Antithrombotic therapy in patients with lower limb chronic ischemia: is therapy with aspirin alone sufficient?
Peripheral artery diseases have increasingly been gaining in medical and social importance due to not only growing morbidity but also therapeutic outcomes not fully satisfying both clinicians and patients, especially those with manifestations of critical limb ischemia. Revascularizing interventions combined with optimal medicamentous treatment are the “gold standard” in treatment of symptomatic lesions of peripheral arteries. Along with it, risks for the development of thrombotic complications both in the zone of the reconstruction and in other vascular basins, negatively influence overall rates of patients’ mortality and disability. Antiplatelet agents have so far remained in fact the only substantiated from the point of view of evidence-based medicine therapeutic factor decreasing the risks for the development of thrombotic complications in this patient cohort. A series of other drugs influencing blood coagulation system, as well as a combination thereof, by the findings of hitherto performed trials failed to demonstrate sufficient efficacy and/or safety. Oral anticoagulants opened new possibilities for antithrombotic prevention and treatment and have widely been used in various cardiovascular diseases. The results of a series of trials the most significant of which may be considered VOYAGER PAD showed possibilities and feasibility of introducing anticoagulants into therapeutic regimens for patients with PAD. Safety and efficacy of treatment regimens envisaging a combination of antiplatelet drugs with rivaroxaban at a dose of 2.5 mg twice daily were demonstrated both for patients undergoing conservative treatment and those after endured endovascular revascularizing interventions.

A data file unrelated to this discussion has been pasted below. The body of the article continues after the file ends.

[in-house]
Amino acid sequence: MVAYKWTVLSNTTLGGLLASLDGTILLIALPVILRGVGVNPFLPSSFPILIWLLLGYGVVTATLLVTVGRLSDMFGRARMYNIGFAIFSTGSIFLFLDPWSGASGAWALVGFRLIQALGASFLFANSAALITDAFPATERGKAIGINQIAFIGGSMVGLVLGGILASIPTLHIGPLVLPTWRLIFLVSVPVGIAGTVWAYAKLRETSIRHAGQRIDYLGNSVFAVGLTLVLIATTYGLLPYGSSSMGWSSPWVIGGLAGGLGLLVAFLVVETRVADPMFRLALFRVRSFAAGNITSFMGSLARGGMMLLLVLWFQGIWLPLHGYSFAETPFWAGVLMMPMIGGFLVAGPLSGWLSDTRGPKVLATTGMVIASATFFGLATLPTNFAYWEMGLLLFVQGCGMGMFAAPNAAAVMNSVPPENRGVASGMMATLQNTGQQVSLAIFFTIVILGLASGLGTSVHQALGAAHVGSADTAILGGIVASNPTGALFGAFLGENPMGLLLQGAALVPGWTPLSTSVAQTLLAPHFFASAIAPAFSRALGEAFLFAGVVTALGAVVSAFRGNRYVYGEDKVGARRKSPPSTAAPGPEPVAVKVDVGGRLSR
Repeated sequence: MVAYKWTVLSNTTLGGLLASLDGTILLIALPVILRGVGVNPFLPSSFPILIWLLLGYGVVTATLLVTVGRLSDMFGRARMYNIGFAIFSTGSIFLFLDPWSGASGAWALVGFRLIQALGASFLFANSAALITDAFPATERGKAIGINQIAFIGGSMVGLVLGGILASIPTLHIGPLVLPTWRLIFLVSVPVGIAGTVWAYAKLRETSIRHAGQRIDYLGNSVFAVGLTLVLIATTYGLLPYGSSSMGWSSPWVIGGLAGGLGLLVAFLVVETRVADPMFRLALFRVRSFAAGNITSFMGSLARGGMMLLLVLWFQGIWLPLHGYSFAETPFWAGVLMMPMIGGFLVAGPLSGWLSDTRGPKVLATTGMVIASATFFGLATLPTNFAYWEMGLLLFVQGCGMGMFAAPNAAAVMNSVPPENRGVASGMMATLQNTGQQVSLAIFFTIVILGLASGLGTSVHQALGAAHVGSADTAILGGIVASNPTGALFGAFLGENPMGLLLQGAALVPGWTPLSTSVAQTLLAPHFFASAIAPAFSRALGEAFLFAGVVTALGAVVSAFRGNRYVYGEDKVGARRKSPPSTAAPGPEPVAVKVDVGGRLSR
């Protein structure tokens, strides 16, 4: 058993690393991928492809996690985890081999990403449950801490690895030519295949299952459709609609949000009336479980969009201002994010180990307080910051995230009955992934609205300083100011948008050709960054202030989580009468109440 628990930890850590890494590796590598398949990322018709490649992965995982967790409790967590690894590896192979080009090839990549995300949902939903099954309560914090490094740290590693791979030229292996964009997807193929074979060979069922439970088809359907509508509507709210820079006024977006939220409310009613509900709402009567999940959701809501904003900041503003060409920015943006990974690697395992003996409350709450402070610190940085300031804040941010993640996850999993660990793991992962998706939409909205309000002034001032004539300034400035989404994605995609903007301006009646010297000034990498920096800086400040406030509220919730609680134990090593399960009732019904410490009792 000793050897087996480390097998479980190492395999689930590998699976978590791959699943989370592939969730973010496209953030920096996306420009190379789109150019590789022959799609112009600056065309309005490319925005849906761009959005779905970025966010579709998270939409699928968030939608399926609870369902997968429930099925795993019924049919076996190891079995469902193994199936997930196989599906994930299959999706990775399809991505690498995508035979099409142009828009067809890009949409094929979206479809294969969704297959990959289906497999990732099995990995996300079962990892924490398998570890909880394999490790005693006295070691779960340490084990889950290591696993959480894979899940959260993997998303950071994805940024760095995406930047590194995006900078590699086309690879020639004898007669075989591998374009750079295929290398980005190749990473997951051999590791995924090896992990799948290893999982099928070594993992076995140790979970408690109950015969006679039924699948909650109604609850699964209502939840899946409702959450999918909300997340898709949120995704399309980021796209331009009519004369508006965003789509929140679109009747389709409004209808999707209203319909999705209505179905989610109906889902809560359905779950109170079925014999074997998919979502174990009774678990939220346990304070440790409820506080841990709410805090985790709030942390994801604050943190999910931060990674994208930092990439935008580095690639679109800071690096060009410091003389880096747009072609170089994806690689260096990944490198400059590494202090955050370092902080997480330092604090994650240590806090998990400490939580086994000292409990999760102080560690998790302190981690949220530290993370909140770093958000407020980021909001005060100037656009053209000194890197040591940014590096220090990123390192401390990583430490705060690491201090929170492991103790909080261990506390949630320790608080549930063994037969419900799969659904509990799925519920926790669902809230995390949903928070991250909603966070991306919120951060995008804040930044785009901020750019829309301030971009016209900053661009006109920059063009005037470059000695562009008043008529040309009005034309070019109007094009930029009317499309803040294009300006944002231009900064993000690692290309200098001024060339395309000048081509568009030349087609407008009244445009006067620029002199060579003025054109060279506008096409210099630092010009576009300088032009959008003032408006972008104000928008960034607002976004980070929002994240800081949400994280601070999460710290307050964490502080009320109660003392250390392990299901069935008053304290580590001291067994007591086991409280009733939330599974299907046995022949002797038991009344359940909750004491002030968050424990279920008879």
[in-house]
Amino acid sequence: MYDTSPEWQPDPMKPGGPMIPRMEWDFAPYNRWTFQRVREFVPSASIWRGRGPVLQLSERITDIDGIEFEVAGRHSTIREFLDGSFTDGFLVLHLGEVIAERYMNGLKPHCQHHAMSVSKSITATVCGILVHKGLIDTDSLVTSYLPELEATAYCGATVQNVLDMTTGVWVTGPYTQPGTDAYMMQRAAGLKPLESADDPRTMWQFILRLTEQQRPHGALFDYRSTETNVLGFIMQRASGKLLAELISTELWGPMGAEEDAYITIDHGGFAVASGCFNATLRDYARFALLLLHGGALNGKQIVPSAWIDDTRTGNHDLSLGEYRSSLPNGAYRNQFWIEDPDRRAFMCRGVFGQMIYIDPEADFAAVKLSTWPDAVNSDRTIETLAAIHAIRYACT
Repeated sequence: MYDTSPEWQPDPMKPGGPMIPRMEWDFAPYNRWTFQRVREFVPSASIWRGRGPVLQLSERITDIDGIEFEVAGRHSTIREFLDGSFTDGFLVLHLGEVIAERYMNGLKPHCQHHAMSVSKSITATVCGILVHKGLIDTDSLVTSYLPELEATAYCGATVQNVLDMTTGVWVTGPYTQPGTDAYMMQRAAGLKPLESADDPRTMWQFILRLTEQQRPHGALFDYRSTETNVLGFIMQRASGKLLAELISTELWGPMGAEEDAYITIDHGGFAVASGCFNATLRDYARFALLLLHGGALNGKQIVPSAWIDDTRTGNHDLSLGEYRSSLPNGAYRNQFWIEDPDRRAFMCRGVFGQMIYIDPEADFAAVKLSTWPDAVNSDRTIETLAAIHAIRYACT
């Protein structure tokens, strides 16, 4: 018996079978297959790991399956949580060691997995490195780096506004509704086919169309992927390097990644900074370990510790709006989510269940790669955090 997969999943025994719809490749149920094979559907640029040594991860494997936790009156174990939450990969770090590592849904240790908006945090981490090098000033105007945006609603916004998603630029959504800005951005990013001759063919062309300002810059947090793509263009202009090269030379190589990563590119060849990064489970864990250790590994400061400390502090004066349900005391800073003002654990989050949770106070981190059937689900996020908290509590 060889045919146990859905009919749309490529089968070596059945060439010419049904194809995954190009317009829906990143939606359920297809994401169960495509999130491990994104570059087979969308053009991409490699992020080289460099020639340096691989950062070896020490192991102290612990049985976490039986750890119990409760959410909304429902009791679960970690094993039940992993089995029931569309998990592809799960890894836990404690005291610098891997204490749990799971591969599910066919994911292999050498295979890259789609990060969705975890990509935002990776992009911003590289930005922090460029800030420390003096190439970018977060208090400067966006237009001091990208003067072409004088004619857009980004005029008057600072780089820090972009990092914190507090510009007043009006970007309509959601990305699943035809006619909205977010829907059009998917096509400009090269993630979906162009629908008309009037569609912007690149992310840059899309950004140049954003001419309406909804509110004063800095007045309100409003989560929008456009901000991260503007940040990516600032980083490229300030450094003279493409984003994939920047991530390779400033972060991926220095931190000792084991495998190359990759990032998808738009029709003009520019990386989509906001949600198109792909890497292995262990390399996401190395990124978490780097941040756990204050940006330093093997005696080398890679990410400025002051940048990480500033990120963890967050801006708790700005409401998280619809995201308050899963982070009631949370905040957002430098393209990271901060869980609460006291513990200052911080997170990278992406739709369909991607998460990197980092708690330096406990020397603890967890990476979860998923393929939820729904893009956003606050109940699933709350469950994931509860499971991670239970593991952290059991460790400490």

Keywords:peripheral artery disease; atherosclerosis obliterans; COMPASS; VOYAGER PAD; rivaroxaban; aspirin; revascularization; critical ischemia
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